Located in an old door-and-window factory, this 130-room boutique hotel on the northern tip of Greenpoint will appeal to couples who prefer an all-inclusive experience in an all-in-one space. The penthouse, with its wraparound balconies, makes an ideal spot for pre-ceremony photography or bridal prep, after which you can head up to the 10,000-square-foot heated rooftop — featuring a fully retractable awning, string lighting, and a living green wall — for a ceremony and reception framed by 360-degree views of Manhattan, Brooklyn, and Long Island City. From tables and linens to china and cutlery to family-style catering, the Box House has it covered, right down to the Mast Brothers–chocolate pots de crème for dessert. When the night tapers off, have a low-key after-party among the barstools, pendant lighting, and Moroccan tiles of Brooklyn Lantern, the hotel bar. Fall/winter weekend rental from $4,500. 77 Box St.; 718-383-3800.
Park Slope Library
Location: Park Slope
Library-set weddings introduce certain limitations — open flames are frowned upon, for instance — but the early-20th-century allure of this Carnegie branch (Classical Revival–style redbrick-and-limestone exterior, ornamental mosaic floors, barrel-vaulted opalescent-glass ceilings) makes up for the fact that you can’t actually use its green-glazed tile fireplace with reclaimed friezes. You can set your ceremony against that fireplace, however, or consider the library’s latest addition, a community garden adjacent to 9th Street. Low bluestone benches, trough planters, and available tenting lend open-air charm to smaller nuptials, casual receptions, or a breezy autumn cocktail hour before you head back in for dinner and dancing. Outside vendors are essential, but appropriately the library has a number of helpful references. Preferred collaborators include Purslane Catering, Bourgeon floral design, and even Juilliard for your classical-accompaniment needs. $5,000 flat rate for eight hours, including three hours for setup and breakdown. 431 Sixth Ave.; 718-230-2160.
Location: Coxsackie, N.Y.
Capacity: 250 seated
Flanked by the Catskills and the Berkshires and stretching across 100 acres of rolling hills, this brand-new nature retreat and event venue has something for everyone — especially your wedding photographer, who’s sure to be inspired. The Pavilion, a 4,000-square-foot indoor-outdoor structure with 28-foot arched ceilings and wood-screen walls, makes for an ideal ceremony spot, but with so much open space, spreading out is inevitable: Explore the fields, warm up by the firepit, toss a game of cornhole near the shale pond, and swing by the Boulder Bar, a 20-foot-long slab of rock, for a cocktail and some hors d’oeuvre. And unlike at some other remote weddings, guests — who will camp in one of 17 cozy cedar cabins — won’t have to wonder how to fill the weekend downtime. Group crafts and extracurriculars include cheese-making, scent blending, and weaving and macramé. The possibilities (for DIY wedding gifts) are endless. From $11,800, full two-night cabin buyout required. 176 Levett Rd.; 262-448-3683.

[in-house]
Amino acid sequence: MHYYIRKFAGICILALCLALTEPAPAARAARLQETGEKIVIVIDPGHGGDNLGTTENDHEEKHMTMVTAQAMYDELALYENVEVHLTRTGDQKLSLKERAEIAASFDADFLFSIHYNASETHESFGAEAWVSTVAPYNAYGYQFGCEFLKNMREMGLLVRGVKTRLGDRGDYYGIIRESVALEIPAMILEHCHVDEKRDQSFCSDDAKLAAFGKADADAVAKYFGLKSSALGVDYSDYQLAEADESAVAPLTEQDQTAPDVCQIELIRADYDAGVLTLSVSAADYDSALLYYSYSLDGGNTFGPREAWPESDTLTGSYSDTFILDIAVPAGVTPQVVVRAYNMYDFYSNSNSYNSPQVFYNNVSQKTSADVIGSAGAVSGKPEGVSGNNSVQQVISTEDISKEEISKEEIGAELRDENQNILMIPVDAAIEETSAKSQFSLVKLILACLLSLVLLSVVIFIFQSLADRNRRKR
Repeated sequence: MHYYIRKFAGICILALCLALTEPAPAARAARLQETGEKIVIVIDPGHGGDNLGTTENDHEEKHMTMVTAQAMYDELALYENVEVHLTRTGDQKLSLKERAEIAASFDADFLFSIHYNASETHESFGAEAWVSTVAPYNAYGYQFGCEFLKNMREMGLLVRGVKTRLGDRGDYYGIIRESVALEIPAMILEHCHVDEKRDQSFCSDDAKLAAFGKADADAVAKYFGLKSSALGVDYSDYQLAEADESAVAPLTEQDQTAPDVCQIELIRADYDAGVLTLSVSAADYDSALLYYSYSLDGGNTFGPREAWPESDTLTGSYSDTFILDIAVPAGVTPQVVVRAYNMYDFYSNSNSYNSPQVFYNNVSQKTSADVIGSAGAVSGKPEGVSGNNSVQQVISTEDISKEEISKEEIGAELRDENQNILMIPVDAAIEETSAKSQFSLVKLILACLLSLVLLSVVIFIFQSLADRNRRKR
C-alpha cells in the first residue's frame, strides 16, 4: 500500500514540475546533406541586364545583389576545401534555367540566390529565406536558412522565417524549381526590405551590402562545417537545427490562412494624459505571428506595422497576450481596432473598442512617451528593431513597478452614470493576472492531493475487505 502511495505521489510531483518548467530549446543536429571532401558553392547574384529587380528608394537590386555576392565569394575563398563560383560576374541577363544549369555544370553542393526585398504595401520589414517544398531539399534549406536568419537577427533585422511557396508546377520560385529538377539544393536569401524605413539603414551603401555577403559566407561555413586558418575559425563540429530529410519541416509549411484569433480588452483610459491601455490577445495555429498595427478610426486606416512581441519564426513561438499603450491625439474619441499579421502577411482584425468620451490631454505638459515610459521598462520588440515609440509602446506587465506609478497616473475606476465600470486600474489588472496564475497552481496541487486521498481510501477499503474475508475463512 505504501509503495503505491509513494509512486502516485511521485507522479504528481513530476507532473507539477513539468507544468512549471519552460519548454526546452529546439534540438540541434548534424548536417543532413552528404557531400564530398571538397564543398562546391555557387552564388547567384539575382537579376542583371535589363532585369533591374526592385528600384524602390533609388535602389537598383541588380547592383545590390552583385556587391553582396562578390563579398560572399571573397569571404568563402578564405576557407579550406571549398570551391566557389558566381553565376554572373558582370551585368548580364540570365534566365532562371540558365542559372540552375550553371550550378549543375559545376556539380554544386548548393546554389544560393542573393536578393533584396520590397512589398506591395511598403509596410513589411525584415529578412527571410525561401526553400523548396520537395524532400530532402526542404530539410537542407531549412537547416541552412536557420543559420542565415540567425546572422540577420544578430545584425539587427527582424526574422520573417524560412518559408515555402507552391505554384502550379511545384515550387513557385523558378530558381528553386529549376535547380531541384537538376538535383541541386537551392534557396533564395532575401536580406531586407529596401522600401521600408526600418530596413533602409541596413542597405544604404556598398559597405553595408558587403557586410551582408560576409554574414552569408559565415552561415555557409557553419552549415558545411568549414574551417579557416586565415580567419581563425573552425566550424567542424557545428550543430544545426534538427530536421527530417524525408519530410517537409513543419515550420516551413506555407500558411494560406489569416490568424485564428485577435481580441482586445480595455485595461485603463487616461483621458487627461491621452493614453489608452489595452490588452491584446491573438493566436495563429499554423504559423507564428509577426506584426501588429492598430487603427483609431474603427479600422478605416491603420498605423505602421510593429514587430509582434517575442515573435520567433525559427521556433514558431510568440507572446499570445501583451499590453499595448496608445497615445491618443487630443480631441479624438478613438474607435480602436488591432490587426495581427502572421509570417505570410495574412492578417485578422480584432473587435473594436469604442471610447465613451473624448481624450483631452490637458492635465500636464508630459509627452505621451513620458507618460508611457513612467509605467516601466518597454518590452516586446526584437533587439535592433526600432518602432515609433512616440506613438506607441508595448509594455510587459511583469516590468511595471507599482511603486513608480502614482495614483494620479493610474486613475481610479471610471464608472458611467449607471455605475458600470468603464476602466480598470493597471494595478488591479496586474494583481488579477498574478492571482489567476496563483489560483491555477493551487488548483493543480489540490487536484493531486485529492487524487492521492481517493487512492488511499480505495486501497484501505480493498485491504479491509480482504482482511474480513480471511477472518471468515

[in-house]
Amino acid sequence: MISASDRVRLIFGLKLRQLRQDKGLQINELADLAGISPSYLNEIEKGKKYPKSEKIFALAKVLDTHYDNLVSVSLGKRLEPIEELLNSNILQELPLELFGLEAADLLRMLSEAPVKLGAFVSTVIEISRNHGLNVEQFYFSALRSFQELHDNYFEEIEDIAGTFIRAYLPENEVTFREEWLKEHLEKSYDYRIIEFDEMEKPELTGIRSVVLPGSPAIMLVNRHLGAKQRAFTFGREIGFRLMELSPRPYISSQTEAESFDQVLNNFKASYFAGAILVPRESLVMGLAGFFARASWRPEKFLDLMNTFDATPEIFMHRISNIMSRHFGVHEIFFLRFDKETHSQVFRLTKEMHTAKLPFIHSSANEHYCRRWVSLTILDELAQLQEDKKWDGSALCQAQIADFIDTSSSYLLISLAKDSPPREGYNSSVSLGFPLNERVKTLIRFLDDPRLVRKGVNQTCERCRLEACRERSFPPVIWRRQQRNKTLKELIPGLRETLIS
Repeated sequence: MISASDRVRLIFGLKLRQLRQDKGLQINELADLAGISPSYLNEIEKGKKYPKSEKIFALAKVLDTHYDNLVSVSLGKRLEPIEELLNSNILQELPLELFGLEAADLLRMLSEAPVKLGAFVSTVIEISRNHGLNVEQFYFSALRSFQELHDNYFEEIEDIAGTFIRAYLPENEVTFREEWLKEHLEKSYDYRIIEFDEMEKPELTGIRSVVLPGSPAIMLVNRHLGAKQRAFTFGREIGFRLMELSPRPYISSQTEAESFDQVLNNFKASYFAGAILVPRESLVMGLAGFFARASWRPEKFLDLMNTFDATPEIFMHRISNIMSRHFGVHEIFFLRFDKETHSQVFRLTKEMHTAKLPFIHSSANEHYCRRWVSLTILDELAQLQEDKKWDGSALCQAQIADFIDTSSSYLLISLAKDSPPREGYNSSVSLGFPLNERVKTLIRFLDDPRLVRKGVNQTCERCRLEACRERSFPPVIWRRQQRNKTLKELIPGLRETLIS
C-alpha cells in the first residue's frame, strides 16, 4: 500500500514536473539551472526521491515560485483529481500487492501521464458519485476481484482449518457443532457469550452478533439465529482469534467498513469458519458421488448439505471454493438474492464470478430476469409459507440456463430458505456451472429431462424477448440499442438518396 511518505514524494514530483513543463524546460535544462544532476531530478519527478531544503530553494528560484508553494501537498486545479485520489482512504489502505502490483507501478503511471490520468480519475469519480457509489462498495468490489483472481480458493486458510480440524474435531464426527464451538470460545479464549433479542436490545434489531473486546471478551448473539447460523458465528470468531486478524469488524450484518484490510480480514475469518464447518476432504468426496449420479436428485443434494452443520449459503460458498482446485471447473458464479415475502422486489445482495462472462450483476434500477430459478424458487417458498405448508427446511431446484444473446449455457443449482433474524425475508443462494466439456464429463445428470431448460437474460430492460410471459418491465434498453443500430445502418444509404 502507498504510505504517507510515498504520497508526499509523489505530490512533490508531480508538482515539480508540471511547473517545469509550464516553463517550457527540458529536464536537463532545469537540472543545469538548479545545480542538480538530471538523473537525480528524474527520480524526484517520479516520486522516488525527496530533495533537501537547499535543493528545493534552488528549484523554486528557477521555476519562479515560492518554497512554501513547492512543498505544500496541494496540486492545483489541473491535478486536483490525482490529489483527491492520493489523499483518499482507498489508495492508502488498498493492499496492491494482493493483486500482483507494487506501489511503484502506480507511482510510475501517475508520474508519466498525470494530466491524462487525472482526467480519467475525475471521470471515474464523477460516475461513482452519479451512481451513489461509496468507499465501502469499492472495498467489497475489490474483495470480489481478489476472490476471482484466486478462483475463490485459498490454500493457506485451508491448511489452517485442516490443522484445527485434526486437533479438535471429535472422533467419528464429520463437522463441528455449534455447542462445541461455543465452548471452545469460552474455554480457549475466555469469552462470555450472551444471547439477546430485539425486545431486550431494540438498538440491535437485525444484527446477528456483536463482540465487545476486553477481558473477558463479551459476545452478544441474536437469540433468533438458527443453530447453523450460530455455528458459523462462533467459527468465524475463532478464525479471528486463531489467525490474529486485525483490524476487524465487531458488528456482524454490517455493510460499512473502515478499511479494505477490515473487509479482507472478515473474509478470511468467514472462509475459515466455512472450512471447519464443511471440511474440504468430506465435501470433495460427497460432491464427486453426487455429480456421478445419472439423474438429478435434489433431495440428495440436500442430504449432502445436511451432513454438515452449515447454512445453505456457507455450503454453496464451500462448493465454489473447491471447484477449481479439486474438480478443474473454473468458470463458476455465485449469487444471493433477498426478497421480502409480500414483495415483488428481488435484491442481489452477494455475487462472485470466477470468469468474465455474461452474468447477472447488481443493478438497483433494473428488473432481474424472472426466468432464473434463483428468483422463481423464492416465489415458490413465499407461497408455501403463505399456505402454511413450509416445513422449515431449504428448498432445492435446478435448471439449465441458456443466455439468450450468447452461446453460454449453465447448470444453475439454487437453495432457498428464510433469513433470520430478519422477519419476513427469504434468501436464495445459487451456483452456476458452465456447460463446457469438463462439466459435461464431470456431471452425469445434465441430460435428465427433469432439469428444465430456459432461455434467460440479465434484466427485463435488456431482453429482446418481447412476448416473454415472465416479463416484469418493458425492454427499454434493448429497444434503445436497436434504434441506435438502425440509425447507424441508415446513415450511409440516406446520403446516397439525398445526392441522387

Location: Wallkill, N.Y.
Capacity: 225 seated
Owners Doug Posey and Sally Watkinson had been hosting weddings for a couple of years at their upstate B&B, a Dutch farmhouse dating back to the 1740s, when inspiration struck once more: The property’s dilapidated flower nursery would make a striking spot for nuptials. Freshly rebuilt, the 3,000-
square-foot greenhouse with slate floors, potted plants, and central heating functions as a ceremony site or banquet hall — think long farm tables, bentwood chairs, and catering by local favorite the Village TeaRoom — should couples choose to incorporate the all-white barn or open-air courtyard with arbored pergola into their event staging. No matter the setup, guests will enjoy sweeping views of Hudson Valley farmland, Shawangunk Ridge, and neighboring Minnewaska State Park Preserve. An added perk for those whose invite list includes four-legged friends: From the 20 guest rooms to the grounds, the Greenhouses is entirely pet-friendly. From $8,000 to $12,000 with full-property buyout; catering from $135 a person. 2188 and 2187 Bruynswick Rd.; 845-895-3440.
Location: Rhinebeck, N.Y.
Situated just off the main street in one of the Hudson Valley’s most charming villages, this elevated farm-to-table restaurant has hosted only a handful of weddings since its opening in the spring of 2017, but husband-and-wife team Howard and Chris Jacobs are prepared for the inevitable uptick. New executive chef Alex Burger, a Bar Boulud alum, creates seasonal, customizable banquet dinners heavy on homemade pastas, local vegetables, and Burger’s award-winning charcuterie. Set a seated reception in the Dutchess, a brick-fireplace–flanked private dining room upstairs, or take over the Amsterdam’s backyard, a secluded spot shaded by magnolia and chestnut trees, complete with a firepit, Adirondack chairs, and a bocce court. Craft cocktails are inventive but not ridiculous — the Paloma-ish, for example, is a grapefruit, reposado-tequila, and rosé concoction—but as the Jacobses’ previous home base was in Northern California, the wine list is hard to top. Family-style dinners from $55 per person, plated dinners from $75 per person. 6380 Mill St.; 845-516-5033.